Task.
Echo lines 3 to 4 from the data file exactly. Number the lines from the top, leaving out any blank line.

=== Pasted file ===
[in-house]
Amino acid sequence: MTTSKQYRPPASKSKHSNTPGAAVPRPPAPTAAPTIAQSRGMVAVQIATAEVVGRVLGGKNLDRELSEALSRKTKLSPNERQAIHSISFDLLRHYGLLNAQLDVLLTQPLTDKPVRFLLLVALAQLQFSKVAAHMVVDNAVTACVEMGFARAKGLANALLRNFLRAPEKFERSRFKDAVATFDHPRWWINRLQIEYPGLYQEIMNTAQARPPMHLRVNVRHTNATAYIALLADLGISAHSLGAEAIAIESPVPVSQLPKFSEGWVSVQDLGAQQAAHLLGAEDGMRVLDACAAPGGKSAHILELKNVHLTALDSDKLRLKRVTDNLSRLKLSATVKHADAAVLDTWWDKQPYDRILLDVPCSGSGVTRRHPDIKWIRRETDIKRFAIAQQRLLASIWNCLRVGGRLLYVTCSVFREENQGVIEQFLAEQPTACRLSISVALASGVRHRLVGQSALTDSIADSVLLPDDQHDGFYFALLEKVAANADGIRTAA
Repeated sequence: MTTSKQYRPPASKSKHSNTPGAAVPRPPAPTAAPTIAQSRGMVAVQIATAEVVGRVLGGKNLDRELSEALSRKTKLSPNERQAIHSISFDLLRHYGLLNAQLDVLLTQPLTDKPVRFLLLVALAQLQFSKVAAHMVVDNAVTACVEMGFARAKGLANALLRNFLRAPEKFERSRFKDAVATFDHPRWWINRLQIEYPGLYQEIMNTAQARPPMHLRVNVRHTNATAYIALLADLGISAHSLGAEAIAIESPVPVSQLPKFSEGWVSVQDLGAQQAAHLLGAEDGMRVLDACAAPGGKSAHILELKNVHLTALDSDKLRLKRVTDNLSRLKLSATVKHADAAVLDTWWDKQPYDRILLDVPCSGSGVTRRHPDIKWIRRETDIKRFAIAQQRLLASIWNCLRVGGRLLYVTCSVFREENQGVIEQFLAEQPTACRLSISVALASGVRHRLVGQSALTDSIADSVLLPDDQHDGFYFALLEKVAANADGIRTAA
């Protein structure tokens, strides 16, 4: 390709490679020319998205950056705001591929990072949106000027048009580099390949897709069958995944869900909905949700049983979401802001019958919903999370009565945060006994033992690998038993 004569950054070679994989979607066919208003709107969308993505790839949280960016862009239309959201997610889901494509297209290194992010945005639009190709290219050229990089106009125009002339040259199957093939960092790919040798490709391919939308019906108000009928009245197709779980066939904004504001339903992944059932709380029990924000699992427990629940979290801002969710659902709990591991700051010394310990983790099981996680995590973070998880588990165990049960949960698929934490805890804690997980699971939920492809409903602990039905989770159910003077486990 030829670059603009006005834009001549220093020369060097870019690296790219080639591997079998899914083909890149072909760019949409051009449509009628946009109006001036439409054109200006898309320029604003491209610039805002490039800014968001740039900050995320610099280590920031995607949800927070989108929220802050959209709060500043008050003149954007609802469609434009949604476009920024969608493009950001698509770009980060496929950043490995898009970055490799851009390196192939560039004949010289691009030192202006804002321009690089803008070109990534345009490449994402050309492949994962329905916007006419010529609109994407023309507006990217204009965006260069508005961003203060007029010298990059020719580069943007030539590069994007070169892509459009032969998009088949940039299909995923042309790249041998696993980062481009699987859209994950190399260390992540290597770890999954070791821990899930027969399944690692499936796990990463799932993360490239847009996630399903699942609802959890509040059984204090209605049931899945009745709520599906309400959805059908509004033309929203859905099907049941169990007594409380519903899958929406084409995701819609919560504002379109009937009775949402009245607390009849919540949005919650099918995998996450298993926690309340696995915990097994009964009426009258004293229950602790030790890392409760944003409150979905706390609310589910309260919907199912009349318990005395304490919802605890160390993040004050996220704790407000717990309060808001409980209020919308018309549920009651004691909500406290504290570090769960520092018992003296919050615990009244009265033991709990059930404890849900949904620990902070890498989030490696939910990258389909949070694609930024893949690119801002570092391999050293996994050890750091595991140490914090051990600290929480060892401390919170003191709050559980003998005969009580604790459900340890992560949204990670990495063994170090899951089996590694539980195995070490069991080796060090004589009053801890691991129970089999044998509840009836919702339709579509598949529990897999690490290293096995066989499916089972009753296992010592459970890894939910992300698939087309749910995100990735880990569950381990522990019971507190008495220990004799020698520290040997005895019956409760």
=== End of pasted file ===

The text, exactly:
Repeated sequence: MTTSKQYRPPASKSKHSNTPGAAVPRPPAPTAAPTIAQSRGMVAVQIATAEVVGRVLGGKNLDRELSEALSRKTKLSPNERQAIHSISFDLLRHYGLLNAQLDVLLTQPLTDKPVRFLLLVALAQLQFSKVAAHMVVDNAVTACVEMGFARAKGLANALLRNFLRAPEKFERSRFKDAVATFDHPRWWINRLQIEYPGLYQEIMNTAQARPPMHLRVNVRHTNATAYIALLADLGISAHSLGAEAIAIESPVPVSQLPKFSEGWVSVQDLGAQQAAHLLGAEDGMRVLDACAAPGGKSAHILELKNVHLTALDSDKLRLKRVTDNLSRLKLSATVKHADAAVLDTWWDKQPYDRILLDVPCSGSGVTRRHPDIKWIRRETDIKRFAIAQQRLLASIWNCLRVGGRLLYVTCSVFREENQGVIEQFLAEQPTACRLSISVALASGVRHRLVGQSALTDSIADSVLLPDDQHDGFYFALLEKVAANADGIRTAA
């Protein structure tokens, strides 16, 4: 390709490679020319998205950056705001591929990072949106000027048009580099390949897709069958995944869900909905949700049983979401802001019958919903999370009565945060006994033992690998038993 004569950054070679994989979607066919208003709107969308993505790839949280960016862009239309959201997610889901494509297209290194992010945005639009190709290219050229990089106009125009002339040259199957093939960092790919040798490709391919939308019906108000009928009245197709779980066939904004504001339903992944059932709380029990924000699992427990629940979290801002969710659902709990591991700051010394310990983790099981996680995590973070998880588990165990049960949960698929934490805890804690997980699971939920492809409903602990039905989770159910003077486990 030829670059603009006005834009001549220093020369060097870019690296790219080639591997079998899914083909890149072909760019949409051009449509009628946009109006001036439409054109200006898309320029604003491209610039805002490039800014968001740039900050995320610099280590920031995607949800927070989108929220802050959209709060500043008050003149954007609802469609434009949604476009920024969608493009950001698509770009980060496929950043490995898009970055490799851009390196192939560039004949010289691009030192202006804002321009690089803008070109990534345009490449994402050309492949994962329905916007006419010529609109994407023309507006990217204009965006260069508005961003203060007029010298990059020719580069943007030539590069994007070169892509459009032969998009088949940039299909995923042309790249041998696993980062481009699987859209994950190399260390992540290597770890999954070791821990899930027969399944690692499936796990990463799932993360490239847009996630399903699942609802959890509040059984204090209605049931899945009745709520599906309400959805059908509004033309929203859905099907049941169990007594409380519903899958929406084409995701819609919560504002379109009937009775949402009245607390009849919540949005919650099918995998996450298993926690309340696995915990097994009964009426009258004293229950602790030790890392409760944003409150979905706390609310589910309260919907199912009349318990005395304490919802605890160390993040004050996220704790407000717990309060808001409980209020919308018309549920009651004691909500406290504290570090769960520092018992003296919050615990009244009265033991709990059930404890849900949904620990902070890498989030490696939910990258389909949070694609930024893949690119801002570092391999050293996994050890750091595991140490914090051990600290929480060892401390919170003191709050559980003998005969009580604790459900340890992560949204990670990495063994170090899951089996590694539980195995070490069991080796060090004589009053801890691991129970089999044998509840009836919702339709579509598949529990897999690490290293096995066989499916089972009753296992010592459970890894939910992300698939087309749910995100990735880990569950381990522990019971507190008495220990004799020698520290040997005895019956409760």